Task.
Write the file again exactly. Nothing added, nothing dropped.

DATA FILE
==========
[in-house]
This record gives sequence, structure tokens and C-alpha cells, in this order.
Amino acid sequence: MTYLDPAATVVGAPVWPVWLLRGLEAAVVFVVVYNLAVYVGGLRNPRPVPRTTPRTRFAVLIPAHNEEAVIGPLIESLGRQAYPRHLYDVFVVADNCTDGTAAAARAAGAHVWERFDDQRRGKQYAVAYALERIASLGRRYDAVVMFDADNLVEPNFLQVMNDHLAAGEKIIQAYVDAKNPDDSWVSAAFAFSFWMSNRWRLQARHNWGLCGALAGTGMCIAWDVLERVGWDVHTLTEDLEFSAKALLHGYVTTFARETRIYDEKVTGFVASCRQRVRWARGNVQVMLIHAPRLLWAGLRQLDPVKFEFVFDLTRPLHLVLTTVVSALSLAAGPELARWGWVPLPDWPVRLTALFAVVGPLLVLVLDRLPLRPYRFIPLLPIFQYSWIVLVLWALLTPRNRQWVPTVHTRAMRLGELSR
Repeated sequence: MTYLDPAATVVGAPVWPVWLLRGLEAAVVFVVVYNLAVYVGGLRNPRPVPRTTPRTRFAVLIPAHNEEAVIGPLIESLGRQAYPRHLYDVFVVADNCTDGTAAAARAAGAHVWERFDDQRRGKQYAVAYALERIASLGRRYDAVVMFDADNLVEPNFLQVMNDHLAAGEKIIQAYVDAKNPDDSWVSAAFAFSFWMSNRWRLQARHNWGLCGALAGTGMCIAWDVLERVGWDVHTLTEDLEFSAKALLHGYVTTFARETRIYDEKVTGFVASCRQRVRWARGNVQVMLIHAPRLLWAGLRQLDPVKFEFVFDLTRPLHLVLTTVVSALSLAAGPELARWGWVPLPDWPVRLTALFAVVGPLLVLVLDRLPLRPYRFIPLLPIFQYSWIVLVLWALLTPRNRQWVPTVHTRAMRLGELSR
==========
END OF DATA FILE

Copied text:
[in-house]
This record gives sequence, structure tokens and C-alpha cells, in this order.
Amino acid sequence: MTYLDPAATVVGAPVWPVWLLRGLEAAVVFVVVYNLAVYVGGLRNPRPVPRTTPRTRFAVLIPAHNEEAVIGPLIESLGRQAYPRHLYDVFVVADNCTDGTAAAARAAGAHVWERFDDQRRGKQYAVAYALERIASLGRRYDAVVMFDADNLVEPNFLQVMNDHLAAGEKIIQAYVDAKNPDDSWVSAAFAFSFWMSNRWRLQARHNWGLCGALAGTGMCIAWDVLERVGWDVHTLTEDLEFSAKALLHGYVTTFARETRIYDEKVTGFVASCRQRVRWARGNVQVMLIHAPRLLWAGLRQLDPVKFEFVFDLTRPLHLVLTTVVSALSLAAGPELARWGWVPLPDWPVRLTALFAVVGPLLVLVLDRLPLRPYRFIPLLPIFQYSWIVLVLWALLTPRNRQWVPTVHTRAMRLGELSR
Repeated sequence: MTYLDPAATVVGAPVWPVWLLRGLEAAVVFVVVYNLAVYVGGLRNPRPVPRTTPRTRFAVLIPAHNEEAVIGPLIESLGRQAYPRHLYDVFVVADNCTDGTAAAARAAGAHVWERFDDQRRGKQYAVAYALERIASLGRRYDAVVMFDADNLVEPNFLQVMNDHLAAGEKIIQAYVDAKNPDDSWVSAAFAFSFWMSNRWRLQARHNWGLCGALAGTGMCIAWDVLERVGWDVHTLTEDLEFSAKALLHGYVTTFARETRIYDEKVTGFVASCRQRVRWARGNVQVMLIHAPRLLWAGLRQLDPVKFEFVFDLTRPLHLVLTTVVSALSLAAGPELARWGWVPLPDWPVRLTALFAVVGPLLVLVLDRLPLRPYRFIPLLPIFQYSWIVLVLWALLTPRNRQWVPTVHTRAMRLGELSR